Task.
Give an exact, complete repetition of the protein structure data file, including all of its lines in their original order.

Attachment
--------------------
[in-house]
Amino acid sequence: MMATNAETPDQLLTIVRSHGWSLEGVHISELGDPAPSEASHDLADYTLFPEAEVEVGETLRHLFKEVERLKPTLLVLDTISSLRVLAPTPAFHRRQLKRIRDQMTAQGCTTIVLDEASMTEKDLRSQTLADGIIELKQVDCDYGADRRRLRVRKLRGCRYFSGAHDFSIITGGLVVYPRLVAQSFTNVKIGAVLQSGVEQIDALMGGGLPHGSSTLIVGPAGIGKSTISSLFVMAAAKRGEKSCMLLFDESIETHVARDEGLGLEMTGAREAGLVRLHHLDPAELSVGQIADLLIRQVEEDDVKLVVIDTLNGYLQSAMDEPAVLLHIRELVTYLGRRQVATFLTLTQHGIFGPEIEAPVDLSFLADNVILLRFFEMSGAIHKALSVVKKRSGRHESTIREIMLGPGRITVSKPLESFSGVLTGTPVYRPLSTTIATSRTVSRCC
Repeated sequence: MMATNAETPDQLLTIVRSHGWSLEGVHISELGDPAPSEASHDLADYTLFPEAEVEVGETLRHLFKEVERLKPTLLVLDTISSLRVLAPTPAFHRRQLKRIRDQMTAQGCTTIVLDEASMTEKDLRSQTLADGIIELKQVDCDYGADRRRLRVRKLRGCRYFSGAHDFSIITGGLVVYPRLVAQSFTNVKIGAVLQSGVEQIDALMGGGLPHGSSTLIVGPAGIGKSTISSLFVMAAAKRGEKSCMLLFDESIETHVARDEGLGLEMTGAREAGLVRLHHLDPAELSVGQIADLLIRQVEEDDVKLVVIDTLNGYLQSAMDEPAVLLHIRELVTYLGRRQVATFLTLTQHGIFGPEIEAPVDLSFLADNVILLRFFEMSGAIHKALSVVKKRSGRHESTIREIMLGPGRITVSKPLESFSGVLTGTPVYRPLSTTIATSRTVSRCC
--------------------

[in-house]
Amino acid sequence: MMATNAETPDQLLTIVRSHGWSLEGVHISELGDPAPSEASHDLADYTLFPEAEVEVGETLRHLFKEVERLKPTLLVLDTISSLRVLAPTPAFHRRQLKRIRDQMTAQGCTTIVLDEASMTEKDLRSQTLADGIIELKQVDCDYGADRRRLRVRKLRGCRYFSGAHDFSIITGGLVVYPRLVAQSFTNVKIGAVLQSGVEQIDALMGGGLPHGSSTLIVGPAGIGKSTISSLFVMAAAKRGEKSCMLLFDESIETHVARDEGLGLEMTGAREAGLVRLHHLDPAELSVGQIADLLIRQVEEDDVKLVVIDTLNGYLQSAMDEPAVLLHIRELVTYLGRRQVATFLTLTQHGIFGPEIEAPVDLSFLADNVILLRFFEMSGAIHKALSVVKKRSGRHESTIREIMLGPGRITVSKPLESFSGVLTGTPVYRPLSTTIATSRTVSRCC
Repeated sequence: MMATNAETPDQLLTIVRSHGWSLEGVHISELGDPAPSEASHDLADYTLFPEAEVEVGETLRHLFKEVERLKPTLLVLDTISSLRVLAPTPAFHRRQLKRIRDQMTAQGCTTIVLDEASMTEKDLRSQTLADGIIELKQVDCDYGADRRRLRVRKLRGCRYFSGAHDFSIITGGLVVYPRLVAQSFTNVKIGAVLQSGVEQIDALMGGGLPHGSSTLIVGPAGIGKSTISSLFVMAAAKRGEKSCMLLFDESIETHVARDEGLGLEMTGAREAGLVRLHHLDPAELSVGQIADLLIRQVEEDDVKLVVIDTLNGYLQSAMDEPAVLLHIRELVTYLGRRQVATFLTLTQHGIFGPEIEAPVDLSFLADNVILLRFFEMSGAIHKALSVVKKRSGRHESTIREIMLGPGRITVSKPLESFSGVLTGTPVYRPLSTTIATSRTVSRCC